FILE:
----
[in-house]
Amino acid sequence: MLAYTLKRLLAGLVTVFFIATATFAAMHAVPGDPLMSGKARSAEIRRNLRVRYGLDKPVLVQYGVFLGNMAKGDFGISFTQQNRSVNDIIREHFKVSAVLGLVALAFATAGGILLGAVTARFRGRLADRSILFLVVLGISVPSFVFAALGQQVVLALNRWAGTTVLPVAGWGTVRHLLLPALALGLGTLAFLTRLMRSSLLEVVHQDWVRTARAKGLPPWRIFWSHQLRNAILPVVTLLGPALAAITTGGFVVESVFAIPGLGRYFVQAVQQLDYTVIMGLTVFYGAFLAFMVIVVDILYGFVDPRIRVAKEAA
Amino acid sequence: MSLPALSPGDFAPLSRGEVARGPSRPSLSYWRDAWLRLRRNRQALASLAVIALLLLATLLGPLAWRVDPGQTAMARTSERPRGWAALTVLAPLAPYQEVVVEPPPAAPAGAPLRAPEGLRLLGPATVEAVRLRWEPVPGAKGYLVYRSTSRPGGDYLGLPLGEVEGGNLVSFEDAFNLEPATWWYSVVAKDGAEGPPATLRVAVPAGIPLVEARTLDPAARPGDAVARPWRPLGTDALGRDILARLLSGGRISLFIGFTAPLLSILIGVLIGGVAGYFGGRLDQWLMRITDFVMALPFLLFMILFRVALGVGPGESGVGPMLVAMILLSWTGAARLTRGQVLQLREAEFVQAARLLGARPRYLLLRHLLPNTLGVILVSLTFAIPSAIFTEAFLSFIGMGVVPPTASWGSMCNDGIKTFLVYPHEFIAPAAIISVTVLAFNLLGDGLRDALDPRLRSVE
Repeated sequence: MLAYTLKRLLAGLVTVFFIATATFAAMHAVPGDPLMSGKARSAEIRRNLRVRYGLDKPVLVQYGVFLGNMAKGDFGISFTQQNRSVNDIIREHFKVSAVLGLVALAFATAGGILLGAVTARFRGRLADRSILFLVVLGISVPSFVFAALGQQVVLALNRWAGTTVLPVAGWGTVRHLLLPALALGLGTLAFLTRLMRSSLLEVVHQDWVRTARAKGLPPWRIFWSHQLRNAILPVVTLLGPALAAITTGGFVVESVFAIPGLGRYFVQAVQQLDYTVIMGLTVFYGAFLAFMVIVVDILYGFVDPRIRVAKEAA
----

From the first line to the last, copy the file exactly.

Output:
[in-house]
Amino acid sequence: MLAYTLKRLLAGLVTVFFIATATFAAMHAVPGDPLMSGKARSAEIRRNLRVRYGLDKPVLVQYGVFLGNMAKGDFGISFTQQNRSVNDIIREHFKVSAVLGLVALAFATAGGILLGAVTARFRGRLADRSILFLVVLGISVPSFVFAALGQQVVLALNRWAGTTVLPVAGWGTVRHLLLPALALGLGTLAFLTRLMRSSLLEVVHQDWVRTARAKGLPPWRIFWSHQLRNAILPVVTLLGPALAAITTGGFVVESVFAIPGLGRYFVQAVQQLDYTVIMGLTVFYGAFLAFMVIVVDILYGFVDPRIRVAKEAA
Amino acid sequence: MSLPALSPGDFAPLSRGEVARGPSRPSLSYWRDAWLRLRRNRQALASLAVIALLLLATLLGPLAWRVDPGQTAMARTSERPRGWAALTVLAPLAPYQEVVVEPPPAAPAGAPLRAPEGLRLLGPATVEAVRLRWEPVPGAKGYLVYRSTSRPGGDYLGLPLGEVEGGNLVSFEDAFNLEPATWWYSVVAKDGAEGPPATLRVAVPAGIPLVEARTLDPAARPGDAVARPWRPLGTDALGRDILARLLSGGRISLFIGFTAPLLSILIGVLIGGVAGYFGGRLDQWLMRITDFVMALPFLLFMILFRVALGVGPGESGVGPMLVAMILLSWTGAARLTRGQVLQLREAEFVQAARLLGARPRYLLLRHLLPNTLGVILVSLTFAIPSAIFTEAFLSFIGMGVVPPTASWGSMCNDGIKTFLVYPHEFIAPAAIISVTVLAFNLLGDGLRDALDPRLRSVE
Repeated sequence: MLAYTLKRLLAGLVTVFFIATATFAAMHAVPGDPLMSGKARSAEIRRNLRVRYGLDKPVLVQYGVFLGNMAKGDFGISFTQQNRSVNDIIREHFKVSAVLGLVALAFATAGGILLGAVTARFRGRLADRSILFLVVLGISVPSFVFAALGQQVVLALNRWAGTTVLPVAGWGTVRHLLLPALALGLGTLAFLTRLMRSSLLEVVHQDWVRTARAKGLPPWRIFWSHQLRNAILPVVTLLGPALAAITTGGFVVESVFAIPGLGRYFVQAVQQLDYTVIMGLTVFYGAFLAFMVIVVDILYGFVDPRIRVAKEAA